Doug Kass on The Business of Politics
By Doug Kass 10/22/12 - 12:00 PM EDT
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This column originally appeared on Real Money Pro at 8:30 a.m. EDT on Oct. 22.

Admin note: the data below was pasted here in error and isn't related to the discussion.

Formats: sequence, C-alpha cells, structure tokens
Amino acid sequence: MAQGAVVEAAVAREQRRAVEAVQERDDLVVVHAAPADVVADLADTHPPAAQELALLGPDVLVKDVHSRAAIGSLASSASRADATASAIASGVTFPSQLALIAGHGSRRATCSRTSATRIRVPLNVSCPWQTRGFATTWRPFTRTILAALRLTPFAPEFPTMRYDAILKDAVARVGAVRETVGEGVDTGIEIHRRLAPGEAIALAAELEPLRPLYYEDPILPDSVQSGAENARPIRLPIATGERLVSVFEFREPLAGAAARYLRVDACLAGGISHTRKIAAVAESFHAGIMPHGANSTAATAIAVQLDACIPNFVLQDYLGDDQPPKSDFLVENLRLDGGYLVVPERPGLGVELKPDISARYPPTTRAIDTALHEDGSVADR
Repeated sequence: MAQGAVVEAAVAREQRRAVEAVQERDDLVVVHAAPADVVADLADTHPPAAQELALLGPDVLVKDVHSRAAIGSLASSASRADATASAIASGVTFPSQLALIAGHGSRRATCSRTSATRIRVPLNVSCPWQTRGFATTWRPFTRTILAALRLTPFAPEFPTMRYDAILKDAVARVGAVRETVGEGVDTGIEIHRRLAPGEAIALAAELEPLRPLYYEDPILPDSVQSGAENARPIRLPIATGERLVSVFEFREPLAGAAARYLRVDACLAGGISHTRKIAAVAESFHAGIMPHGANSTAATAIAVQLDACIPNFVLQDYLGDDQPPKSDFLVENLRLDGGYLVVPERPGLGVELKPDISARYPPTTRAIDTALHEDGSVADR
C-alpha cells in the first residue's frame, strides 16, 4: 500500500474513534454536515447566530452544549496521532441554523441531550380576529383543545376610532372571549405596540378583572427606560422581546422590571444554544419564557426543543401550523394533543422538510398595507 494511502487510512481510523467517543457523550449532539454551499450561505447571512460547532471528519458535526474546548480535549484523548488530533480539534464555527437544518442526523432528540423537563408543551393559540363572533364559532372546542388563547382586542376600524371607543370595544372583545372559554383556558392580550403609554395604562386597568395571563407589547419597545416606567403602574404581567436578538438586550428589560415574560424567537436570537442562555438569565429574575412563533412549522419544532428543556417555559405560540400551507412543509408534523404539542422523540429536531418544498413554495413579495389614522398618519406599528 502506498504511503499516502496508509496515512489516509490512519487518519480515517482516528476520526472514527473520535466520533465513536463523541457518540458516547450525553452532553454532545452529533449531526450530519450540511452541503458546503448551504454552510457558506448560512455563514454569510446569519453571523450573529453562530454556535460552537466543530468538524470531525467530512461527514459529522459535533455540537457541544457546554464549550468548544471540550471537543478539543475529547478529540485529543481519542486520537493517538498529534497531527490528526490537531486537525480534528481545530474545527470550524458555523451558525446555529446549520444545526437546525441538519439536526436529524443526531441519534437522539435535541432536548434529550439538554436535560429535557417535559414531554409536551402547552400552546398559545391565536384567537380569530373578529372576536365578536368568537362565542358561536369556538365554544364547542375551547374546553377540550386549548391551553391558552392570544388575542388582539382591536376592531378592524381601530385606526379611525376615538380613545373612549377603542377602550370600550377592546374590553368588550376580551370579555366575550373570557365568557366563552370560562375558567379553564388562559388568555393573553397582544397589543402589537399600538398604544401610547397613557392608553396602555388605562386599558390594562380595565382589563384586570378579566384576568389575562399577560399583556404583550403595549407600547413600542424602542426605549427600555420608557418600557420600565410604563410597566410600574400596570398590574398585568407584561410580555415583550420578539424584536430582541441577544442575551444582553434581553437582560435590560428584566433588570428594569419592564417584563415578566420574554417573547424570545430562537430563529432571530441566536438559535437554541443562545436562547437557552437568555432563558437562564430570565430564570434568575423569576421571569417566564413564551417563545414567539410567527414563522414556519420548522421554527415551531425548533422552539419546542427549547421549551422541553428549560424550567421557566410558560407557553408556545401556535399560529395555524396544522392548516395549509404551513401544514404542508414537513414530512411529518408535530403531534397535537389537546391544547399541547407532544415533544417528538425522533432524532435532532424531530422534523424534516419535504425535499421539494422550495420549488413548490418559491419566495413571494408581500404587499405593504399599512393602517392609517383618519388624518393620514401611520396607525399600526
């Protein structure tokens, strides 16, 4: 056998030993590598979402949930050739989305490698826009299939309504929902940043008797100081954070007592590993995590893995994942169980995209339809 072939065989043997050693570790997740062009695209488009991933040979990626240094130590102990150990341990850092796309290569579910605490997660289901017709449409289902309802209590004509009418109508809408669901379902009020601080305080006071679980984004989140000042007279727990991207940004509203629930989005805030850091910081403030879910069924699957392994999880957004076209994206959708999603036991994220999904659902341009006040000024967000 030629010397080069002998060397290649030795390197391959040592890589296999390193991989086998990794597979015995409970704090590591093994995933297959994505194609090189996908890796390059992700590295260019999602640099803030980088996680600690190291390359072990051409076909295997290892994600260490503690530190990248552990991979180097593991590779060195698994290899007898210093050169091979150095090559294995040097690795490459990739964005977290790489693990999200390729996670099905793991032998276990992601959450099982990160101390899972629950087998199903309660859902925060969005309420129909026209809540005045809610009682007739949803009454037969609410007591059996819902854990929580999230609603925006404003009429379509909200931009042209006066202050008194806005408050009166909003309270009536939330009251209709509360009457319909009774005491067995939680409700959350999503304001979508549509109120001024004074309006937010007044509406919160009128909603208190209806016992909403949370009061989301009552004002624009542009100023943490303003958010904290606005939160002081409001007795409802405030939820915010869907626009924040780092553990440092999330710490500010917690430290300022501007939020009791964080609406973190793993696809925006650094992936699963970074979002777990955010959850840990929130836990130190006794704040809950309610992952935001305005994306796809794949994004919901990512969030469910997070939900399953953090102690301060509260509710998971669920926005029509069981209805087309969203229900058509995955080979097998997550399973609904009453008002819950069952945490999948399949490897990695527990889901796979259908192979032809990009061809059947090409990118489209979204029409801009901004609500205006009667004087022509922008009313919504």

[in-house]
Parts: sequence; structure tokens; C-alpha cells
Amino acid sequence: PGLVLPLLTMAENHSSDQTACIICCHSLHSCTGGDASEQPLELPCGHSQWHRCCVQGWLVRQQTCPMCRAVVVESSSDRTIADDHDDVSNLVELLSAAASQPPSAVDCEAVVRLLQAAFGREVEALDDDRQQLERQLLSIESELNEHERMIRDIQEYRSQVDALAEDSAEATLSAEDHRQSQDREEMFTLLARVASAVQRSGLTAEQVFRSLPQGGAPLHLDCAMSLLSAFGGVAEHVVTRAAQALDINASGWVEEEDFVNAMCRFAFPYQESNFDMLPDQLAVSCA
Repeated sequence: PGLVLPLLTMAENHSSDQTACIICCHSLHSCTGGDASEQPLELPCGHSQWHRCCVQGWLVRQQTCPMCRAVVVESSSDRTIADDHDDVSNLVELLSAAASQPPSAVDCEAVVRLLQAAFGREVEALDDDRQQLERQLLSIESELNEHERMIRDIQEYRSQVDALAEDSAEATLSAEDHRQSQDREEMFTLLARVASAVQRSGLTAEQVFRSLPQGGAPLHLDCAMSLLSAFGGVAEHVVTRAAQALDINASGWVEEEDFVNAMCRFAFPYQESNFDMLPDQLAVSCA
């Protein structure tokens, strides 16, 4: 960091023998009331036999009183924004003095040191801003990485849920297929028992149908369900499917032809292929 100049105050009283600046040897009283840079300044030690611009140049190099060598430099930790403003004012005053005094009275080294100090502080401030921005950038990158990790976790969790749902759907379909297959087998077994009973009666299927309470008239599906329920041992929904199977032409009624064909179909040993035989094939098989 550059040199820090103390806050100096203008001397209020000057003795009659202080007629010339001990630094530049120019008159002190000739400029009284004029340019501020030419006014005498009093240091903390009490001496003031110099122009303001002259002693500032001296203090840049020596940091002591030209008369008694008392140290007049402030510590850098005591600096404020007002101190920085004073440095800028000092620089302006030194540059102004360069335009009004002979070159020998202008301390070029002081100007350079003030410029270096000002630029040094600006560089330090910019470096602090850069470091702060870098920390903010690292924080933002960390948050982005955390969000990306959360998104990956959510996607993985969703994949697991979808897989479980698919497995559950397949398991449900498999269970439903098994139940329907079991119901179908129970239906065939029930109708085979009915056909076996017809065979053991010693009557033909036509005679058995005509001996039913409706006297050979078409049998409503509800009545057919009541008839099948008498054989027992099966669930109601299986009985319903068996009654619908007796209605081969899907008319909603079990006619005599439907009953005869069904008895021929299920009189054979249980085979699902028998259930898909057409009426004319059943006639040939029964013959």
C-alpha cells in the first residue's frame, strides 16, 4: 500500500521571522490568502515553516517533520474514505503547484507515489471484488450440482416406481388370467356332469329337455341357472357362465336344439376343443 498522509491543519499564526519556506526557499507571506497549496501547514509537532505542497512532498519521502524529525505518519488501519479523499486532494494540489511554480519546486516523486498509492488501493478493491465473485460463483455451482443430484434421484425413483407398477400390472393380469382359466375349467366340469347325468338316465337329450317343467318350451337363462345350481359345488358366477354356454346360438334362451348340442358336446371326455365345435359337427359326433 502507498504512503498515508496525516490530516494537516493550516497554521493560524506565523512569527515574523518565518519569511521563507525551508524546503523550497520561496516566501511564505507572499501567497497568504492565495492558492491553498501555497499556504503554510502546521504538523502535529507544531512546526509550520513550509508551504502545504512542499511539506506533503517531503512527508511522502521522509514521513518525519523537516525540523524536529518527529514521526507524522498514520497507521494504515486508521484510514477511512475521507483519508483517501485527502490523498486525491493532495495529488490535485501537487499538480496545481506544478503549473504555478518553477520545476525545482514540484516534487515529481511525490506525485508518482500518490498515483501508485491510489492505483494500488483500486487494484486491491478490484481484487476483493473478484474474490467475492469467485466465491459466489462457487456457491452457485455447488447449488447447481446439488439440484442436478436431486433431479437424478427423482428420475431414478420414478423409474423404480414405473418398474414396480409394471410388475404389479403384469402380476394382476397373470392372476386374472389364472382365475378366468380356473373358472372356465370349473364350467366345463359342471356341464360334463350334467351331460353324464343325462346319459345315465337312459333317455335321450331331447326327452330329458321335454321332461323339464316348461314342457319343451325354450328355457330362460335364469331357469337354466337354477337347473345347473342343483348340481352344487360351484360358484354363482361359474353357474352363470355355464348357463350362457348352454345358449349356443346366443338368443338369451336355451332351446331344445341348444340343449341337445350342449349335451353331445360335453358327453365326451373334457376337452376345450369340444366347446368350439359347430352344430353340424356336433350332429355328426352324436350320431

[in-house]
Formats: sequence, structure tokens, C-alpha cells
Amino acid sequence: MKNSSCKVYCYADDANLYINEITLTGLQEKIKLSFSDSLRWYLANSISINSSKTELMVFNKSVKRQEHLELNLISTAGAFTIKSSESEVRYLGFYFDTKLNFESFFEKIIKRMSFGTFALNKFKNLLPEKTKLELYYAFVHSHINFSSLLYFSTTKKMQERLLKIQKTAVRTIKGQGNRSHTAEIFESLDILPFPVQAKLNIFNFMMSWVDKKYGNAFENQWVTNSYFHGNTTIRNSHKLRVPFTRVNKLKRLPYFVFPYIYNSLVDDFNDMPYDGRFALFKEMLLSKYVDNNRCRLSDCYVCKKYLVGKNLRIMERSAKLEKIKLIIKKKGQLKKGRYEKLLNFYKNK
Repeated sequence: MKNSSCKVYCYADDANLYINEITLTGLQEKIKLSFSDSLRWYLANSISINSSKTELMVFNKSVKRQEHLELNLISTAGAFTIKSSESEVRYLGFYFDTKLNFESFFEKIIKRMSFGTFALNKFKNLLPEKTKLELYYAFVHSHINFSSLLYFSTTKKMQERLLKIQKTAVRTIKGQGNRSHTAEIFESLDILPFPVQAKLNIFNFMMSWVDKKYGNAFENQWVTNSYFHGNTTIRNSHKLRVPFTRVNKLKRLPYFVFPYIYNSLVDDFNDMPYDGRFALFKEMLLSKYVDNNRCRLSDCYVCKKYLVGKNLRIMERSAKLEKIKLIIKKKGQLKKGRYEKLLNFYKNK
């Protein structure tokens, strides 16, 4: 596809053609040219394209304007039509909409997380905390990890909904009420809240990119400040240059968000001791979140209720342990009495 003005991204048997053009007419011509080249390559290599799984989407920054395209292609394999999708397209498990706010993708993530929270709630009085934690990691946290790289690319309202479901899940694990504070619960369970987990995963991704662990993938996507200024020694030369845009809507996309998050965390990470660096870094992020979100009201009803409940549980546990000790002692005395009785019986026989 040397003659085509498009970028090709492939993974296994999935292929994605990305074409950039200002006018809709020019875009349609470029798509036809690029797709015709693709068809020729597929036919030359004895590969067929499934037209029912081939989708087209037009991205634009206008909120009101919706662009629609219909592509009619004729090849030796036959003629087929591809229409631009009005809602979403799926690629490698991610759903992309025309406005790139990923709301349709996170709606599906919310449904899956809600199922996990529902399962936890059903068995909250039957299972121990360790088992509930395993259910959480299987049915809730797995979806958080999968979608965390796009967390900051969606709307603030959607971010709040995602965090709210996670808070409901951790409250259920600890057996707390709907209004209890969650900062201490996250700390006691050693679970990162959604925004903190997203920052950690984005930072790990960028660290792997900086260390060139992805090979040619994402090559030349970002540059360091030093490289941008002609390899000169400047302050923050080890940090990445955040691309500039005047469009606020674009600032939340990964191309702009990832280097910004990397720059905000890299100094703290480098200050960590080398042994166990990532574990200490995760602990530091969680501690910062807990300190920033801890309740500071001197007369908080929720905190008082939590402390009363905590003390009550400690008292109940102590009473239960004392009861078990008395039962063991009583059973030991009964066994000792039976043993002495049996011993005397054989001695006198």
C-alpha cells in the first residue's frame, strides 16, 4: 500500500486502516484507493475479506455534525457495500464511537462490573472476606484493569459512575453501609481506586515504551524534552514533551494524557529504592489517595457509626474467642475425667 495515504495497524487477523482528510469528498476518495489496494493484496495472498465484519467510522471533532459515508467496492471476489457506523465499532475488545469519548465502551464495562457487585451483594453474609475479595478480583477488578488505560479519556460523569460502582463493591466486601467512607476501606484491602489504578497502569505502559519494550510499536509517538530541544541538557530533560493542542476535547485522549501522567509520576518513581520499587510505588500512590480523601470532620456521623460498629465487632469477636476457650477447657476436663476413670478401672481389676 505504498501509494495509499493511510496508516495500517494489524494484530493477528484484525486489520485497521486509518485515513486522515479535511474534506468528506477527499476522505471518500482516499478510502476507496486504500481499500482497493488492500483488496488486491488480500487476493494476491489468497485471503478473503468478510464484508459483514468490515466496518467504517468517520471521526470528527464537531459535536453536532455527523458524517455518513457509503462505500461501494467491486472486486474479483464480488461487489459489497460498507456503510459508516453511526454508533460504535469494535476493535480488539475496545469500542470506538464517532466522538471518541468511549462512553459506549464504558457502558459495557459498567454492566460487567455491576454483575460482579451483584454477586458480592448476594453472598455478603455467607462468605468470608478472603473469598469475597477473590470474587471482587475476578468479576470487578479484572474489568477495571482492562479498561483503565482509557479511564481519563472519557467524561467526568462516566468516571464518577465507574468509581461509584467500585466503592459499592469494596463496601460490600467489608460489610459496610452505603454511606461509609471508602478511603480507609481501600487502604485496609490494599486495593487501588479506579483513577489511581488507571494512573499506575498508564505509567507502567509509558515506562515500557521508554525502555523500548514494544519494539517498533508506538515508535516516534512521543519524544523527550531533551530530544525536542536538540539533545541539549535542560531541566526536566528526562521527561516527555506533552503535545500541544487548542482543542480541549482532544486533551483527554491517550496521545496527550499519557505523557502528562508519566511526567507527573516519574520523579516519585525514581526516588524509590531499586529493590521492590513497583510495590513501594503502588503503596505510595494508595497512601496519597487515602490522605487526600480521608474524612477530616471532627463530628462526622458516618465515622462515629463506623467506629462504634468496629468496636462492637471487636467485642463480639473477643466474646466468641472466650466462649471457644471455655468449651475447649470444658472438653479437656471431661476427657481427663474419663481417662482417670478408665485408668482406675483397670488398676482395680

NEW YORK (Real Money) -- My baseline expectation is that the November election is still the President's election to lose and that Obama will win with a reasonably comfortable electoral college margin of victory (of 35 or more votes) and with a majority of the popular vote. I am also assuming that the Democratic Party maintains (in a cliffhanger) control of the Senate, while the Republican Party easily keeps control of the House of Representatives. I am not injecting my own political view. Rather, I am drawing from the most thoughtful and balanced polls extant, with my baseline election outcome being heavily weighted by the input from "Nate Silver's Political Calculus," as I have found his methodology to be more analytical and objective than most of the other pollsters and, most importantly, his past forecasts have proven to be among the most correct. Silver predicts that Obama has a 68% chance of winning (I am at 65%, see below); he projects Obama receiving a 50.0% popular vote vs. Romney's 48.9%; and he is forecasting that Obama wins 288 electoral college votes against Romney's 249 electoral college votes. In addition, my base case is partially influenced by Intrade and RealClearPolitics, which could change in the days ahead. While I am mindful of the general view that a Republican presidential and Senate win next month would be more market- and business-friendly than a Democratic win, there is little historical correlation between stock market and economic health based on which of the two Parties' nominees win. I can show as many examples, over time, when a Republican presidency is not market- and business-friendly as I can in demonstrating that a Republican presidency is market- and business-friendly. The same holds true for the Democratic Party. Sometimes a Democratic victory presages economic growth and a vibrant stock market, but the opposite occurs with about the same frequency. (I will spare you the historical comparisons because you will, no doubt, be inundated with these historical tables over the next two weeks.) In reality, we have to recognize that every political cycle's impact on the business and market cycle is nuanced and can't be easily generalized.